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Extra12/18/2008 4:05 PM ET

Feds ban 'unfair' credit card rules

Starting in July 2010, consumers will get a big blanket of protection. But banks claim that the cost -- about $10 billion a year -- will ultimately hurt consumers.

By MSN Money staff with wire reports

Federal regulators have adopted sweeping new rules for the credit card industry that will shield consumers from arbitrary increases in interest rates and inadequate time to pay the bills, among other changes.

Credit card companies will be allowed to raise interest rates only on new credit cards and future purchases or advances, rather than on current balances.

The changes, which take effect in July 2010, mark the most sweeping clampdown on the credit card industry in decades. They were approved this morning by the Office of Thrift Supervision, a Treasury Department division. The Federal Reserve and the National Credit Union Administration were expected to act on them later in the day.

John Reich, the thrift agency's director, said the rules "will enhance public confidence in financial institutions and establish a level playing field for institutions that want to do business fairly without suffering competitive disadvantages."

The rules also restrict such lender practices as allocating all payments to balances with lower interest rates when a borrower has balances with different rates.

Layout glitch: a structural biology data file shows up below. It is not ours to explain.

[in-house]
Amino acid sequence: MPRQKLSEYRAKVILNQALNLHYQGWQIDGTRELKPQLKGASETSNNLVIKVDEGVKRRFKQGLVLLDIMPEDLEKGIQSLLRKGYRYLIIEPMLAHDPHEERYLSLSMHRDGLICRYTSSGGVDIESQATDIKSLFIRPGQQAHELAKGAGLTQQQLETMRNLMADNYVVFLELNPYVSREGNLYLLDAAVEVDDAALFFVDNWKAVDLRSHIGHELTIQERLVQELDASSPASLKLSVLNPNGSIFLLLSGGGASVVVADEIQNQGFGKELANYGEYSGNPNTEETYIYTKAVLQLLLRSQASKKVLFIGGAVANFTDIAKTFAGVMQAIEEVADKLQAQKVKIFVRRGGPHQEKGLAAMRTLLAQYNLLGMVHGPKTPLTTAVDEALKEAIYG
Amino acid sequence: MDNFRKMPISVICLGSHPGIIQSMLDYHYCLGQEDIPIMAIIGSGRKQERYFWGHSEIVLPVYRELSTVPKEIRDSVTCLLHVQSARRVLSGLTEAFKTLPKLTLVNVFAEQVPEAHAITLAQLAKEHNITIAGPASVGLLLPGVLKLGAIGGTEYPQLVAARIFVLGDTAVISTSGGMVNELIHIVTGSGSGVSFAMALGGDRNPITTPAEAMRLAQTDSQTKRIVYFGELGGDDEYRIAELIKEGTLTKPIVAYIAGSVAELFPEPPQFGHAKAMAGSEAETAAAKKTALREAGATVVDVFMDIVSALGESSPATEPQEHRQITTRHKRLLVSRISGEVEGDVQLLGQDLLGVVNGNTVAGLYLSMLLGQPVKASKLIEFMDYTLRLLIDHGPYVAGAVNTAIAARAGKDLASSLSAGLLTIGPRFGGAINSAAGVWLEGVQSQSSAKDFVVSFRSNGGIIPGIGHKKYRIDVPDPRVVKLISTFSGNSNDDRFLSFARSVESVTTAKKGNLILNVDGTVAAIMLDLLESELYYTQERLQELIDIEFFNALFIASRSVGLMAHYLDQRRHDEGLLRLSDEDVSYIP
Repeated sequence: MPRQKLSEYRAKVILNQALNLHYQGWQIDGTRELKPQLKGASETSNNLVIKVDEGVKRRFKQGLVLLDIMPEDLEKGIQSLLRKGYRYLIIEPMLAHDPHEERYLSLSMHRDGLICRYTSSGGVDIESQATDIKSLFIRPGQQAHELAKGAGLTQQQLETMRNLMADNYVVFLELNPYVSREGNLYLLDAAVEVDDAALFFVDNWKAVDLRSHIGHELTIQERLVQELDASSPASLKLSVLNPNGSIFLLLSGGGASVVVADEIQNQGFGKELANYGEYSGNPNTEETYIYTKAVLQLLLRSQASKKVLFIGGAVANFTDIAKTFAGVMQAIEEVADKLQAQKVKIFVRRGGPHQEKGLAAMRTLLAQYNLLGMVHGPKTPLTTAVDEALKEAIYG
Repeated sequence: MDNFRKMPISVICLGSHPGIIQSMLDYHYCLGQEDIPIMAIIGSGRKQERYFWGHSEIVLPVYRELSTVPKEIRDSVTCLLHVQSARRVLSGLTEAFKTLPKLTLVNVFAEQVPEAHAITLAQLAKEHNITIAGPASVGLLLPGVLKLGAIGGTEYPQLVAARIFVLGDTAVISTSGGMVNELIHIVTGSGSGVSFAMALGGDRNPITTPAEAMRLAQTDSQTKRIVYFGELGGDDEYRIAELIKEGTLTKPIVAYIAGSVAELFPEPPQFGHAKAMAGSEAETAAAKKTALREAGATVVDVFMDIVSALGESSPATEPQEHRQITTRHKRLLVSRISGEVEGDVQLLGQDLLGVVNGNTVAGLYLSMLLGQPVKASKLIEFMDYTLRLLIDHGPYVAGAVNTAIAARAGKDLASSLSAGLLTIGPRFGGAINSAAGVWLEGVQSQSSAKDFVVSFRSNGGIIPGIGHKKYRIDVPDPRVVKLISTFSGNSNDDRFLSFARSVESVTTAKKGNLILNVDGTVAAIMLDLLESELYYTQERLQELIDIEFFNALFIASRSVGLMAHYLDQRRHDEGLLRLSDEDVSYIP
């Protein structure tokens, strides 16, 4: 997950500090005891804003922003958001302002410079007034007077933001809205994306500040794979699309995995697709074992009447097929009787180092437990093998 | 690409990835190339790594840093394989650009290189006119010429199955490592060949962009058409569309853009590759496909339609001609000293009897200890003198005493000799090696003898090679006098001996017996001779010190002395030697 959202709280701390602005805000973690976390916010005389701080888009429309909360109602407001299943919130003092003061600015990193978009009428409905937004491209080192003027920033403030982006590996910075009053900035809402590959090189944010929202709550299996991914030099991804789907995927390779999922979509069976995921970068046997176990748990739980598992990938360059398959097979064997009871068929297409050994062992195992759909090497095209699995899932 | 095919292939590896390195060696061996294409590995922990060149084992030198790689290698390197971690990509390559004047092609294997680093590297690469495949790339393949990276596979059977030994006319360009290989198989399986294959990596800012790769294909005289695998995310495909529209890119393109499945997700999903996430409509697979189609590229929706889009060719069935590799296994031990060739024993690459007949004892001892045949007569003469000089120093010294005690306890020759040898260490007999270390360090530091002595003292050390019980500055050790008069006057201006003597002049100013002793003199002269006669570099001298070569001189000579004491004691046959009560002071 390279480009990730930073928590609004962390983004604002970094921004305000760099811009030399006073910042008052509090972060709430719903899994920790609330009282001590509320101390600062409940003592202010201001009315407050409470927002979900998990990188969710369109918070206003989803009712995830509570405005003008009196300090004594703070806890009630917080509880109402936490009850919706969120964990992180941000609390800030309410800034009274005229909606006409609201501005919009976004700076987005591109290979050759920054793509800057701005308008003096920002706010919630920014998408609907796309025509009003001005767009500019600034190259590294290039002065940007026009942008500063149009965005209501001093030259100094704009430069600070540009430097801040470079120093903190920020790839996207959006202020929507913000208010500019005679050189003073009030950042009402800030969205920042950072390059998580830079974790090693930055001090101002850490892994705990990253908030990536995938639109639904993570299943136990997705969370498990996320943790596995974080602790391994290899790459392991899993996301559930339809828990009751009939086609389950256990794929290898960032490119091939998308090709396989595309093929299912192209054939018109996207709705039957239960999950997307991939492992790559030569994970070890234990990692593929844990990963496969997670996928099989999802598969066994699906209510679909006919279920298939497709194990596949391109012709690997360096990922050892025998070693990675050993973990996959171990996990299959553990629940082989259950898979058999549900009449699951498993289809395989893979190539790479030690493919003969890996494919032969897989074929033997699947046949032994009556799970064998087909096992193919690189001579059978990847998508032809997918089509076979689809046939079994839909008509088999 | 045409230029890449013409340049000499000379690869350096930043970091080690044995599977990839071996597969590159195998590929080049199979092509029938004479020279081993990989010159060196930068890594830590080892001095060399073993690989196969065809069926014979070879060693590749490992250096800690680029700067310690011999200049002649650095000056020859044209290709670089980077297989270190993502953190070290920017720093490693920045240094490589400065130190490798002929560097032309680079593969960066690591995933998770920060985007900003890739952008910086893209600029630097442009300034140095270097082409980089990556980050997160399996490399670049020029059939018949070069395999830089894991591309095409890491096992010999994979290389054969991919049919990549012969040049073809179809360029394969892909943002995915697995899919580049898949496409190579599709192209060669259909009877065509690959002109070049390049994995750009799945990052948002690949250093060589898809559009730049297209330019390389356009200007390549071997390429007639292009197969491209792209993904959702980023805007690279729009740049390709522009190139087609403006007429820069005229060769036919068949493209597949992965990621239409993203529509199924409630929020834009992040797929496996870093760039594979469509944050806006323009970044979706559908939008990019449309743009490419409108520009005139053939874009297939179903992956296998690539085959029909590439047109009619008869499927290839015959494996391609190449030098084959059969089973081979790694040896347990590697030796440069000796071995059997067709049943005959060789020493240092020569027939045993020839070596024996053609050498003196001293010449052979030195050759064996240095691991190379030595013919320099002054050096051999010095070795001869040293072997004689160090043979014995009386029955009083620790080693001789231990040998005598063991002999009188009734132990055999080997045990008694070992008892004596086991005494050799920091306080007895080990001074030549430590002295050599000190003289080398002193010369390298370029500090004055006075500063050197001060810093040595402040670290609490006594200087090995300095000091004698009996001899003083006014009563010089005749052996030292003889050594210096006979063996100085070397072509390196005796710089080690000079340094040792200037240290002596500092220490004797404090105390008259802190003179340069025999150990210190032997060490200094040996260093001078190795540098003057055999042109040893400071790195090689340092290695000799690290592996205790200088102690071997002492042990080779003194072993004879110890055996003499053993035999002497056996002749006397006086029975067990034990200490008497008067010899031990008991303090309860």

They also could make it more difficult for millions of people with bad credit to get what is known as a subprime card carrying higher interest rates, some experts say.

The new rules prohibit:

  • Placing unfair time constraints on payments. A payment could not be deemed late unless the borrower is given a reasonable period of time, such as 21 days, to pay.
  • Placing too-high fees for exceeding the credit limit solely because of a hold placed on the account.
  • Unfairly computing balances in a computing tactic known as double-cycle billing.
  • Unfairly adding security deposits and fees for issuing credit or making it available.
  • Making deceptive offers of credit.

In addition, consumers will have to be given 45 days' notice before any changes are made to the terms of an account, including slapping on a higher penalty rate for missed or late payments. Under current rules, companies in most cases give 15 days' notice before making certain changes to the terms of an account.

Consumer advocates praised the reform efforts, if not their timing.

"It's too bad the Fed is giving issuers so much time to comply with rules that should have been adopted years ago," said MSN Money columnist Liz Pulliam Weston, the author of three books about credit and debt.

She said credit card issuers shot themselves in the foot this year by making blanket, arbitrary changes to the accounts of some of their best customers. Issuers doubled and tripled interest rates and chopped lines of credit not just to high-risk borrowers, but to people who always paid on time and who had good credit.